The NAFA Guide to Air Filtration (1993) describes ULPA and SULPA filters.
As early as 1961, a filter with a higher efficiency than a HEPA filter was offered. It had a DOP efficiency of 99.999% and the 12 in. (304.8 mm.) deep version had a clean pressure drop of 1.1 in. w.g. (273.6 Pa) when operating at a face velocity of 250 fpm (1.27 m/s). This filter has helped meet the requirement for cleaner air in facilities needed for the manufacture of microelectronics. It is identified by the generic name ULPA (Ultra Low Penetration Air) filter.
It was previously noted that the most-penetrating size particle for a HEPA filter was calculated to be 0.3 microns. The development of the laser photometer dust particle counter has provided evidence that the cost-penetrating size is less than this and depends not only on the filter media but also on the velocity of air through it. For this reason, the new IES Recommended Practice for ULPA filter media does not reference a specific particle size. Instead, by inference from the definition of the media, an ULPA filter is one that has a minimum efficiency of 99.999% for particles in the most penetrating particle size at the specified media velocity. The most penetrating particle size is defined as that particle diameter for which penetration through the medium is a maximum.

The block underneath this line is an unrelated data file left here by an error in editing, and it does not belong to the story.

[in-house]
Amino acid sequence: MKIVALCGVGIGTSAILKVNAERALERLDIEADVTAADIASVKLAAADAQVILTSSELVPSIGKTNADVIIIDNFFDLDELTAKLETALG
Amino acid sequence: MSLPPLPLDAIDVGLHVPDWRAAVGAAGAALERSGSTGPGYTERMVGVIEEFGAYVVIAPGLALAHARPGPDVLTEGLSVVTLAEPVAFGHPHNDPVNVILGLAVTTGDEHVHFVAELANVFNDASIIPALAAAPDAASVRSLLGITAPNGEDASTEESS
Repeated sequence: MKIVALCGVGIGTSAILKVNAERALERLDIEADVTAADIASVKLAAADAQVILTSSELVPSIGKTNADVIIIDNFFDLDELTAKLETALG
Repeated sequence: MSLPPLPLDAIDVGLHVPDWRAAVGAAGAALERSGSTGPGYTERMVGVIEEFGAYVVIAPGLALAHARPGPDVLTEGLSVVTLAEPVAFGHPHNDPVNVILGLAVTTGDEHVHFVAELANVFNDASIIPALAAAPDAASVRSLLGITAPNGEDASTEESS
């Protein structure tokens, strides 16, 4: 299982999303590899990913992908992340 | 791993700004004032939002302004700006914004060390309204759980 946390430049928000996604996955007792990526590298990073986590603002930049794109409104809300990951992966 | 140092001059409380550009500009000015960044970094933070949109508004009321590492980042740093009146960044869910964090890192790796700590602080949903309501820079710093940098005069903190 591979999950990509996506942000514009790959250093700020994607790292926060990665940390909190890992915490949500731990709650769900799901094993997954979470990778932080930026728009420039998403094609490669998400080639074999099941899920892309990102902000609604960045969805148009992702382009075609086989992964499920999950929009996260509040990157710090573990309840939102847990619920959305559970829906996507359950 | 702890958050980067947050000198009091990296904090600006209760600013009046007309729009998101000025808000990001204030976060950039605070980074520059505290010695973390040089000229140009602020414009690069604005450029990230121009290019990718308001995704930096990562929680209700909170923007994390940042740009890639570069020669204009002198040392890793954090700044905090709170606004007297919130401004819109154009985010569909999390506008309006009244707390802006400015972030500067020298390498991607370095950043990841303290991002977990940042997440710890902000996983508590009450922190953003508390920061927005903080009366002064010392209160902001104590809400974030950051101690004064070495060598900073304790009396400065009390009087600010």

SULPA (Super ULPA) filters are available where maximum cleanliness is required. These filters have an efficiency of 99.9999% on the same basis as ULPA filters. The low penetration expected from ULPA and SULPA filters is such that they must be totally free of even the smallest leak. The standardization of testing methods in both the United States and Europe for ULPA and SULPA filters is now in the process of being finalized. Until it is, the individual user requiring filters at this efficiency level must be certain that the tests performed on filters demonstrate their ability to meet the user-defined needs.